Friday, April 29, 2016

Tony Brinson votes at the county office building April 4, 2011.. (Truth File Photo By J. Tyler Klassen) (AP)

County Clerk Wendy Hudson (left) leads a discussion about changing how and where residents vote during a leadership summit at the Matterhorn Banquet and Conference Center in Elkhart on Feb. 2. (Truth File Photo By Jennifer Shephard) (AP)
Goshen to test new vote centers in May

Posted on Sept. 8, 2012 at 1:00 a.m.

GOSHEN — Goshen will be the first city in Elkhart County to test a new voting system next spring.

Elkhart County Clerk Wendy Hudson revealed Saturday that a special election in May will use vote centers for the first time. This will give registered voters more flexibility by allowing them to cast their ballots at any one of three centers set up throughout the city on Election Day, she said.

“This way, they’re not stuck to one location anymore,” she explained.

Using vote centers in May’s election could save Goshen as much as $16,000, Hudson added. If the test goes smoothly, Hudson would like to see vote centers used in countywide elections.

Elkhart County has 81 voting locations. If the county switches to vote centers, there would have to be a minimum of 13 polling places. That’s one center for every 10,000 registered voters. However, Hudson said a committee that studied the use of vote centers in the county suggests providing 17 locations.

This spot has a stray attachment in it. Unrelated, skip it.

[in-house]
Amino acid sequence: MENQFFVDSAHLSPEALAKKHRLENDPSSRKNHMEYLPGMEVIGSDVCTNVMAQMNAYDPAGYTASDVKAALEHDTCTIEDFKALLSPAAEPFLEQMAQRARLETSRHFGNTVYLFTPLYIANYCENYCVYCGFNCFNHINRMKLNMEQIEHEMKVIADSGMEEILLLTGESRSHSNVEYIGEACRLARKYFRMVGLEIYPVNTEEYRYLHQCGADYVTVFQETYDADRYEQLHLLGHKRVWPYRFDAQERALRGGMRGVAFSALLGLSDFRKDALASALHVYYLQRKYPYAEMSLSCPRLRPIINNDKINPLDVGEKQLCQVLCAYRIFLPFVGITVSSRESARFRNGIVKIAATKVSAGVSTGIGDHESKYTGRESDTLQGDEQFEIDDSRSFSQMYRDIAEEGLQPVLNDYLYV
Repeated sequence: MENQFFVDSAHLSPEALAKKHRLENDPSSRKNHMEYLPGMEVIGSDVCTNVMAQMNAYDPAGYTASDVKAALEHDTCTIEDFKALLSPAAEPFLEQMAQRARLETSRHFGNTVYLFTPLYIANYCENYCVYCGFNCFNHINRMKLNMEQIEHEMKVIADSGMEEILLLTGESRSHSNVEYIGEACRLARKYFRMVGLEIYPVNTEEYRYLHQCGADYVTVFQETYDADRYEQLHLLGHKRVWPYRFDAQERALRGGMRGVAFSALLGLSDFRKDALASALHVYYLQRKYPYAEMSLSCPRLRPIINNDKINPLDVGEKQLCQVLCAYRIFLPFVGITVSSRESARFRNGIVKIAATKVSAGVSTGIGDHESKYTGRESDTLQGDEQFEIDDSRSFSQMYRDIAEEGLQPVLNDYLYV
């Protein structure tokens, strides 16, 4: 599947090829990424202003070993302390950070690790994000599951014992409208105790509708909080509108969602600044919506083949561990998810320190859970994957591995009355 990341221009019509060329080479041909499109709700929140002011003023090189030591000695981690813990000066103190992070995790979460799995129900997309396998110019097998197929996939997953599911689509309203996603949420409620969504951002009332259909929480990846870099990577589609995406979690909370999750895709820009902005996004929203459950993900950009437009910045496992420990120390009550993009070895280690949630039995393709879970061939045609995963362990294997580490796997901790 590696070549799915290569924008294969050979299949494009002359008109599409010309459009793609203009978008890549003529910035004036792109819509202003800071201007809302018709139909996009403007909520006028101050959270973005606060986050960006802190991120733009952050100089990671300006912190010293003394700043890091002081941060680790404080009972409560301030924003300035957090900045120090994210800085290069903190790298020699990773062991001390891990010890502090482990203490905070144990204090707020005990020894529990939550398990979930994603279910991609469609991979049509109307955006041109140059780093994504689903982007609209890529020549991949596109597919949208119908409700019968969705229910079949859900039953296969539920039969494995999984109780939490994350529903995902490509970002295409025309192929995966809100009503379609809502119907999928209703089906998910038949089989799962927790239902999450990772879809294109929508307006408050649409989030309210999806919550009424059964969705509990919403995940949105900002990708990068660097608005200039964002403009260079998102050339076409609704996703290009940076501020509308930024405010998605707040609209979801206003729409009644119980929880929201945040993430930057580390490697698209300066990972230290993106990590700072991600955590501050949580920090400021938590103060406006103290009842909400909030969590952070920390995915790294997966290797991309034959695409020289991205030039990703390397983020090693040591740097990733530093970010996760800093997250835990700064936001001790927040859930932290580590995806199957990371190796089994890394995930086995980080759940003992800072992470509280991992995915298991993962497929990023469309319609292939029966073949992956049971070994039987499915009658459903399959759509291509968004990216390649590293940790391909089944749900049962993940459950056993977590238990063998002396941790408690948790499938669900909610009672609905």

“Although we’re reducing the number of places to vote, we are increasing the number of choices for every individual voter,” Hudson said.

Fewer polling locations means fewer poll workers, Hudson said. She noted, however, that they would be paid more because they would need to be tech savvy.

“I think it’s a great direction to move in,” councilman Darryl Riegsecker said.

Hudson said the county’s voting machines are outdated. The equipment is no longer manufactured, she said. New machines for the county’s 81 polling locations could cost roughly $1 million. One quote for new equipment for 17 vote centers is slightly less than $300,000, but Hudson said other bids could come in lower. But those are the only savings, she said.

“The county goes through $122,000 per four-year cycle of paper ballot waste,” she explained. “That would go away. We wouldn’t have any paper ballot waste because when the voter comes in, the machine programs their ballot, so we don’t have to have a stack of ballots preprinted at the locations. We print it for the voter when they come in.”

Hudson said the county plans to hold public meetings and a mock election to show residents how the voting equipment works and how vote centers operate.